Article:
Cleo. There is no Occasion for that: I suppose nothing, that is either extravagant or improbable; but that all such, as have been wilfully destroy’d by means of their Species, should have lived, and taken their Chance with the rest; that every thing should have befaln them, that has befaln those that have not been kill’d that way; and the same likewise to their Posterity; and that all of them should have been subject to all the Casualties as well as Diseases, Doctors, Apothecaries, and other Accidents, that take away Man’s Life, and shorten his Days; War, and Violence from one another, only excepted.

Hor. But if the Earth had been too full of Inhabitants, might not Providence have sent Pestilences and Diseases oftener? More Children might have died when they were young, or more Women might have proved barren.


I don’t know whether your mild way would have been more generally pleasing; but you entertain Notions of the Deity that are unworthy of him. Men might certainly have been born with the Instinct you speak of; but if this had been the Creator’s Pleasure, there must have been another OEconomy; and things on Earth, from the beginning, would have been ordered in a manner quite different from what they are now. But to make a Scheme first, and afterwards to mend it, when it proves defective, is the Business of finite Wisdom: It belongs to human Prudence alone to mend Faults, to correct and redress what was done amiss before, and to alter the Measures which, Experience teaches Men, were ill concerted: But the Knowledge of God was consummate from Eternity. Infinite Wisdom is not liable to Errors or Mistakes; therefore all his Works are universally good, and every thing is made exactly as he would have it: The firmness and stability of his Laws and Councils are everlasting, and therefore his Resolutions are as unalterable, as his Decrees are eternal. It is not a quarter of an Hour ago, that you named Wars among the necessary Means to carry off the Redundancy of our Species; how come you now to think them useless? I can demonstrate to you, that Nature, in the Production of our Species, has amply provided against the Losses of our Sex, occasioned by Wars, by repairing them visibly, where they are sustained, in as palpable a manner, as she has provided for the great Destruction that is made of Fish, by their devouring one another.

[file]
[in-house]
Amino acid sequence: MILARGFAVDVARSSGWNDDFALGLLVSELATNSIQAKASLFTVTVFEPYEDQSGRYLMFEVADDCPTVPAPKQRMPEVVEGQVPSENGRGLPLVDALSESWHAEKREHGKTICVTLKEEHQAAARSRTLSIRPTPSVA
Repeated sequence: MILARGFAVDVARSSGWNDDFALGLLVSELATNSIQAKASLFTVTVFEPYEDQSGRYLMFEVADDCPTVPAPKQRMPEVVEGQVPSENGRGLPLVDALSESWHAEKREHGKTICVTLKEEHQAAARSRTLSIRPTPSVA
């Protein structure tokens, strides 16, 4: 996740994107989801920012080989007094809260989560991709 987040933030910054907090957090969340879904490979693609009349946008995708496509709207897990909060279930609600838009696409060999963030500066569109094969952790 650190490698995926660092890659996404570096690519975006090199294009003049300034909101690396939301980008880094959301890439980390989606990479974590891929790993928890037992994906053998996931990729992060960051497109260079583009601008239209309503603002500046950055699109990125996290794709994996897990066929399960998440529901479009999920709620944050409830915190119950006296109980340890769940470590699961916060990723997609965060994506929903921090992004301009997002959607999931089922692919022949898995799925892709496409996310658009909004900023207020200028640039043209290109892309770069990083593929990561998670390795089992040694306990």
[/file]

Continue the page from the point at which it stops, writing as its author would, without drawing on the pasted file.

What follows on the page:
Hor. How is that, pray?

Cleo. By sending more Males into the World than Females. You will easily allow me, that our Sex bears the Brunt of all the Toils and Hazards that are undergone by Sea and Land; and that by this means a far greater Number of Men must be destroy’d, than there is of Women: Now if we see, as certainly we do, that of the Infants yearly born, the Number of Males is always considerably superior to that of the Females, is it not manifest, that Nature has made a Provision for great Multitudes, which, if they were not destroy’d, would be not only superfluous, but of pernicious Consequence, in great Nations?

Hor. That Superiority in the Number of Males born is wonderful indeed; I remember the Account that has been publish’d concerning it, as it was taken from the Bills of Births and Burials in the City and Suburbs.1

Cleo. For fourscore Years;2 in which the Number of Females born was constantly much inferior to that of the Males, sometimes by many Hundreds: And that this Provision of Nature, to supply the Havock that is made of Men by Wars and Navigation, is still greater than could be imagin’d from that Difference only, will soon appear, if we consider that Women, in the first Place, are liable to all Diseases, within a Trifle, that are incident to Men; and that, in the second, they are subject to many Disorders and Calamities on account of their Sex, which great Numbers die of, and which Men are wholly exempt from.

Hor. This could not well be the Effect of Chance; but it spoils the Consequence which you drew from my affectionate Scheme, in case there had been no Wars: For your Fear, that our Species would have encreased beyond all Bounds, was entirely built upon the Supposition, that those who have died in War should not have wanted Women, if they had lived; which, from this Superiority in the Number of Males, it is evident, they should and must have wanted.

Cleo. What you observe is true; but my chief Aim was to shew you, how disagreeable the Alteration, you required, would have been every way to the rest of the Scheme, by which it is manifest things are govern’d at present. For if the Provision had been made on the other side; and Nature, in the Production of our Species, had continually taken Care to repair the Loss of Women, that die of Calamities not incident to Men, then certainly there would have been Women for all the Men, that have been destroy’d by their own Species, if they had lived; and the Earth, without War, as I have said, would have been over-stocked; or if Nature had ever been the same as she is now, that is, if more Males had been born than Females, and more Females had died of Diseases than Males, the World would constantly have had a great Superfluity of Men, if there never had been any Wars; and this disproportion between their number and that of the Women, would have caused innumerable Mischiefs, that are now prevented by no other natural Causes, than the small Value Men set upon their Species, and their Dissentions with one another.